In general, this diagnostic information could be provided to a user, or a service provider, or a technician or a network management system or network operation device that is located inside or outside the network in order to assist with alleviating the problem. For example, if a network is experiencing problems a user or a service provider or a technician could initiate a diagnostic mode to gather the QLNps information. The initiation of the diagnostic mode could be done using test equipment in the home, using a Domain Master or using in a network management system or network operation device that is located inside or outside the network. The output of the diagnostic mode could be a notification that an interfering device has been identified and/or the type of the interfering device and/or the location of the interfering device. This information could be sent to the network management system or network operation device that is located inside or outside the network which could be used by the service provider or utility provider to take corrective actions.

NLNps Measurements

Another exemplary embodiment of the invention will be discussed in relation to non-linear noise measurements for networks, and in particular, for home networks or access networks. More specifically, if a network is experiencing high packet loss or limited coverage, the NLN information, in cooperation with the NLN diagnostic module 810, can be used to detect and correct the problem. Additionally, NLN information can be used by, for example, a Domain Master, to optimize network performance. For example if TDMA is used, time slots can be allocated for transmission and/or reception to nodes in the network based on the NLN measurements. For example if FMDA is used, frequency can be allocated for transmission and/or reception to nodes in the network based on the NLN measurements.

For example, NLN parameters can be used by a Domain Master to determine the placement and duration of TXOPs in a MAC cycle and determine a Media Access Plan (MAP) as defined, for example, in the draft ITU recommendation G.hn. In conjunction with the NLN measurement module 104 and NLN data collection module 830, the procedure commences by gathering NLN information in the network at the request of, for example, a user, service provider, another node in a network, a Domain Master, or in general from any location within or outside the communications environment 1. Next, and in cooperation with the NLN message module 800, the Domain Master, another node, or test device within the communications environment 1 sends a message to one or more of nodes in the network indicating that NLN measurements are to be made. For example, the information may be sent as part of a MAP message which may be sent every MAC cycle. The message may indicate one or more time slots to be used for making NLN measurements.

For example, all time slots in the MAC cycle may be assigned for making non-linear noise measurements. In some cases, the MAP message may indicate that the network is optionally entering into a diagnostic mode during which one or more time slots may be used to measure the NLN. During this diagnostic mode, the NLNps measurements are made for one, more than one, or even all time slots in a MAC cycle. Using a plurality (or all) time slots for measuring the NLNps may be helpful when trying to diagnose problems in the network or, for example, when trying to optimize or improve network performance.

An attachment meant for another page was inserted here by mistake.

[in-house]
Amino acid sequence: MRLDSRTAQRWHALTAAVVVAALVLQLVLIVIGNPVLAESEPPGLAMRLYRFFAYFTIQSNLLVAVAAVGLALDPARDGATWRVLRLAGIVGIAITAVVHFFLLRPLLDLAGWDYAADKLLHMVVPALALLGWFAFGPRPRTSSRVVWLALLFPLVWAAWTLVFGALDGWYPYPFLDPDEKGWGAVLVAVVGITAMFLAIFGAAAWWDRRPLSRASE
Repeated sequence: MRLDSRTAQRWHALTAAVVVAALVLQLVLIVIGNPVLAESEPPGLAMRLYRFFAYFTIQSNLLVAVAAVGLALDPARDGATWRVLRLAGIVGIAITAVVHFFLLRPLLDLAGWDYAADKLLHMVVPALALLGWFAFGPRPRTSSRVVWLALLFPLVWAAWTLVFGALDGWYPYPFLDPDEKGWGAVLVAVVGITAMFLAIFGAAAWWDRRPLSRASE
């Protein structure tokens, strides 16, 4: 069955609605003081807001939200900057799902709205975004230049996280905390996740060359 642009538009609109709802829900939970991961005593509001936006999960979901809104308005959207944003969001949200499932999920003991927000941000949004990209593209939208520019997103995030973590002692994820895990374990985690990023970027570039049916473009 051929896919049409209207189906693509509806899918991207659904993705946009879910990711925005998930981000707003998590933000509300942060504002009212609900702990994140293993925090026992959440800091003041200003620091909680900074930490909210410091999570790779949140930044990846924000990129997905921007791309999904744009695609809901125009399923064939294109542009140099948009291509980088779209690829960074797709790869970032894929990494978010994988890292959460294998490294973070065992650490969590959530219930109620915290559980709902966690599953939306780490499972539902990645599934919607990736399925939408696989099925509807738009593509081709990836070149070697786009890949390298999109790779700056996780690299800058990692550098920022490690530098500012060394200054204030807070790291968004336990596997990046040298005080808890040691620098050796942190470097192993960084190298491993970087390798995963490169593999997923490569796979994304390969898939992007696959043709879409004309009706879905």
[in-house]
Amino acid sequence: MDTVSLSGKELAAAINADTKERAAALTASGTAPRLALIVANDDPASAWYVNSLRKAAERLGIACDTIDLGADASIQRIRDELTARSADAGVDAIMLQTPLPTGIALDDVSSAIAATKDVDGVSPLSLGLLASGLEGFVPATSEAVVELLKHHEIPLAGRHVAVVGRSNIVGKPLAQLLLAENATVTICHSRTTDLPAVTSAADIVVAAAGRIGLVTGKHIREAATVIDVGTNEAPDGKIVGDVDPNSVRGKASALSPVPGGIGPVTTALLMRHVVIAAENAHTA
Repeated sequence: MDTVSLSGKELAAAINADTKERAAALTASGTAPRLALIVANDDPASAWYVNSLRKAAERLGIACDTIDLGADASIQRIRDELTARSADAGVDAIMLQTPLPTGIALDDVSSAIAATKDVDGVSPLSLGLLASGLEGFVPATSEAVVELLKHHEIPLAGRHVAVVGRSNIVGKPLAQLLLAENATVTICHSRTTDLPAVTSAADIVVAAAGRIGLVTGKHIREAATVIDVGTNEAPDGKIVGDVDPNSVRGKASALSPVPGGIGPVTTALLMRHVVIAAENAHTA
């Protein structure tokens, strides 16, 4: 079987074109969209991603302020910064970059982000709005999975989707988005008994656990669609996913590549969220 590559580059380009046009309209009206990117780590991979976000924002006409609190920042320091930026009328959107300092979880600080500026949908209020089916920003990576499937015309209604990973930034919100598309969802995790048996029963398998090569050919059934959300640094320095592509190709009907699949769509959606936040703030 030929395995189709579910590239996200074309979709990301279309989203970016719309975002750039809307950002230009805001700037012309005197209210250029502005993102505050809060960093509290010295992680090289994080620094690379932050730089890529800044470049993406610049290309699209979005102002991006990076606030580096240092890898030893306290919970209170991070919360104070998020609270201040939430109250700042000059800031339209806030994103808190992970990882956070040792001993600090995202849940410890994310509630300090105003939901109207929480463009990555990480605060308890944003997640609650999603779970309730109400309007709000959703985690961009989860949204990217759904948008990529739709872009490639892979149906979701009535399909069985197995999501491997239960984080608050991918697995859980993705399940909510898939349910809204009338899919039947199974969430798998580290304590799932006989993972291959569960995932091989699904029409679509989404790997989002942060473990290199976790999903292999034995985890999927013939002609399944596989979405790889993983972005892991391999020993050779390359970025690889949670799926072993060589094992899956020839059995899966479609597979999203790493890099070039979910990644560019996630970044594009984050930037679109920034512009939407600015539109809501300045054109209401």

Then, during the one or more time slots assigned for making NLN measurements, and in cooperation with the NLN measurement module 820, a transmitting node sends a signal that is used by one or more receiving nodes, such as one or more of nodes 230-260, to make the NLNps measurements. For example, and in cooperation with the predefined signal determination and library module 150, a predefined signal may be sent, such as a probe frame, wherein the transmission parameters are known in advance by the receivers. Examples of predefined signals are described herein below. Additionally, or alternatively, a receiver may request a specific predefined signal to be sent by the transmitter. This could be done because receivers may have implemented different algorithms for determining the NLNps based on different predefined signals. The receiver could send a message to the transmitter indicating the parameters to be used for the predefined signal, as described below.

The receiving node(s), in cooperation with the NLN data collection module 106, then collect the NLNps measurements and this information can be optionally transmitted to the Domain Master (or other nodes and/or the network performance module) in one or more messages. The NLNps information may be represented in a format where a NLNps measurement is specified for a specific time slot or a plurality of time slots. An example of a NLNps parameter for a specific receiving node is shown in Table 1.5, where there are N=4 time slots.

TABLE 1.5
Example of NLNps information for a receiving node in dBm/Hz
Time Slot 1 Time Slot 2 Time Slot 3 Time Slot 4
NLN1 = −100 NLN1 = −130 NLN1 = −120 NLN1 = −80 dB